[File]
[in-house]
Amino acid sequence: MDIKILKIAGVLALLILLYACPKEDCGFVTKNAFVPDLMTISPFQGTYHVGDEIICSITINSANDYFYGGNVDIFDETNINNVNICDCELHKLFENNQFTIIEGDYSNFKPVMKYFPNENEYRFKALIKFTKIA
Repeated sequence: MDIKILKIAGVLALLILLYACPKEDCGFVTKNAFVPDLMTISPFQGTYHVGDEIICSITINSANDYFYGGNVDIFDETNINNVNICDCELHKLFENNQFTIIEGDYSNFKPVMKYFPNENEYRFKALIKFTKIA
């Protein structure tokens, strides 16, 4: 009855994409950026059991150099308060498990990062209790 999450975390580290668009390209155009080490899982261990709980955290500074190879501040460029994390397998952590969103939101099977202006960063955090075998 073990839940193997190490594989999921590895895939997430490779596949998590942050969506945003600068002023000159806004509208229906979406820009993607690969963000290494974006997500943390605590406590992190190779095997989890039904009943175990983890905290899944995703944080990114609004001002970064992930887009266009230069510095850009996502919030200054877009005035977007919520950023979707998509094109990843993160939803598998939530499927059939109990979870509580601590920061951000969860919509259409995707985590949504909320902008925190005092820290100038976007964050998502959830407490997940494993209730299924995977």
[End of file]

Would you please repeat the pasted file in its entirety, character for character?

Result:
[in-house]
Amino acid sequence: MDIKILKIAGVLALLILLYACPKEDCGFVTKNAFVPDLMTISPFQGTYHVGDEIICSITINSANDYFYGGNVDIFDETNINNVNICDCELHKLFENNQFTIIEGDYSNFKPVMKYFPNENEYRFKALIKFTKIA
Repeated sequence: MDIKILKIAGVLALLILLYACPKEDCGFVTKNAFVPDLMTISPFQGTYHVGDEIICSITINSANDYFYGGNVDIFDETNINNVNICDCELHKLFENNQFTIIEGDYSNFKPVMKYFPNENEYRFKALIKFTKIA
């Protein structure tokens, strides 16, 4: 009855994409950026059991150099308060498990990062209790 999450975390580290668009390209155009080490899982261990709980955290500074190879501040460029994390397998952590969103939101099977202006960063955090075998 073990839940193997190490594989999921590895895939997430490779596949998590942050969506945003600068002023000159806004509208229906979406820009993607690969963000290494974006997500943390605590406590992190190779095997989890039904009943175990983890905290899944995703944080990114609004001002970064992930887009266009230069510095850009996502919030200054877009005035977007919520950023979707998509094109990843993160939803598998939530499927059939109990979870509580601590920061951000969860919509259409995707985590949504909320902008925190005092820290100038976007964050998502959830407490997940494993209730299924995977």